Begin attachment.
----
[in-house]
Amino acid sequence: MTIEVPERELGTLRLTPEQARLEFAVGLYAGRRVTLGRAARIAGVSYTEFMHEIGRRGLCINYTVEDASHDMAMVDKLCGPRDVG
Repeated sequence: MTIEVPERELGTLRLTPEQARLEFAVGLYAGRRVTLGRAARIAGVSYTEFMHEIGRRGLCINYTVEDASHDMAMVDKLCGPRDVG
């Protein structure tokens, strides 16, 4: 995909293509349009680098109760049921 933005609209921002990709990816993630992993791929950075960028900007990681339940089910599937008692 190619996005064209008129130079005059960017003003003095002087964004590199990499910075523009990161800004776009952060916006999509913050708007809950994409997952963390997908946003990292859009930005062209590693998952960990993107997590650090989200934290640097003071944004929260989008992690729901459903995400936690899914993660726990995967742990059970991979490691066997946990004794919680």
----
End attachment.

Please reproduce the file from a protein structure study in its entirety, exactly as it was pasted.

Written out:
[in-house]
Amino acid sequence: MTIEVPERELGTLRLTPEQARLEFAVGLYAGRRVTLGRAARIAGVSYTEFMHEIGRRGLCINYTVEDASHDMAMVDKLCGPRDVG
Repeated sequence: MTIEVPERELGTLRLTPEQARLEFAVGLYAGRRVTLGRAARIAGVSYTEFMHEIGRRGLCINYTVEDASHDMAMVDKLCGPRDVG
């Protein structure tokens, strides 16, 4: 995909293509349009680098109760049921 933005609209921002990709990816993630992993791929950075960028900007990681339940089910599937008692 190619996005064209008129130079005059960017003003003095002087964004590199990499910075523009990161800004776009952060916006999509913050708007809950994409997952963390997908946003990292859009930005062209590693998952960990993107997590650090989200934290640097003071944004929260989008992690729901459903995400936690899914993660726990995967742990059970991979490691066997946990004794919680």